5.5.3 Clinical diagnosis
VSDs in the semi-membranous part of the septum are usually associated with a characteristic loud plateau-type murmur. The point of maximal intensity (PMI) is on the right side of the chest, just above the sternum in the apex beat area (Figure 5.2). A palpable thrill is frequently present. The murmur may radiate to the left side of the chest. The murmur can be confused with that of tricuspid regurgitaalthough it is usually much louder and harsher and the PMI is slightly more ventral. If a significant left to right shunt is present, there may also be a functional ejection-type murmur heard over the pulmonary valve area at the left base related to the increased volume and velocity of blood flow into the PA. This is termed a murmur of 'relative' pulmonary stenosis.
Frequently, auscultation of the characteristic murmur will be the only sigclinical finding, but in some animals other abnormalities will be noted. The second heart sound may be markedly split due to the late closure of the pulmonary valve and early closure of the aortic valve which can result from the changes in effective stroke volume. A very loud second heart sound may be heard in animals with pulmonary hypertension, and a loud third heart sound may be related to volume overload of the LV. A brisk arterial pulse may be present in animals with moderate sized VSDs but without myocardial failure; a weak arterial pulse may be palpated in animals with more severe haemodynamic changes. CHF may develop in some cases. Sudden death has been reported in some animals with a VSD and is likely to be a result of rupture of the PA or malignant arrhythmias.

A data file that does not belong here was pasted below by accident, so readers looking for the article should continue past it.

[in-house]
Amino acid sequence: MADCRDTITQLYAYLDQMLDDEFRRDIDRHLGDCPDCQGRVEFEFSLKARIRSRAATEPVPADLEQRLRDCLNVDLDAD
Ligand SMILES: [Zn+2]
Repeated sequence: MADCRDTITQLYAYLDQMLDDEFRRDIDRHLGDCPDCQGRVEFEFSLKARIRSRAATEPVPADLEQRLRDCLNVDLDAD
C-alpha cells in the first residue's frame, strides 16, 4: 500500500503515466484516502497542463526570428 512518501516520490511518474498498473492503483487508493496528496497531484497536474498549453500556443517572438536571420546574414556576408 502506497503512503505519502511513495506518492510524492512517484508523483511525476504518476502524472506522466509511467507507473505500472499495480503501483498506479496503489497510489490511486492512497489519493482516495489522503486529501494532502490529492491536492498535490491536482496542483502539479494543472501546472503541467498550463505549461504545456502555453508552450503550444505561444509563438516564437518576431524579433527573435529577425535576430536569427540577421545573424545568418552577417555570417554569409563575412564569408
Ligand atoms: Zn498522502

The murmur of a VSD may be less loud in animals in which there is pressure overload of the RV, thus the loudest murmurs are not necessarily the most sigSub-pulmonary VSDs have a PMI over the left base rather than the right apex. VSDs in the muscular septum have a variable PMI and radiation depending on their exact location. In some cases, a murmur of aortic regurgitation (AR) will also be associated with a VSD due to the effect of the defect on the aortic root. This results from prolapse of a cusp of the aortic valve, usually the non-coronary cusp, into the potential space created by the defect, resulting in regurgitant flow through the valve.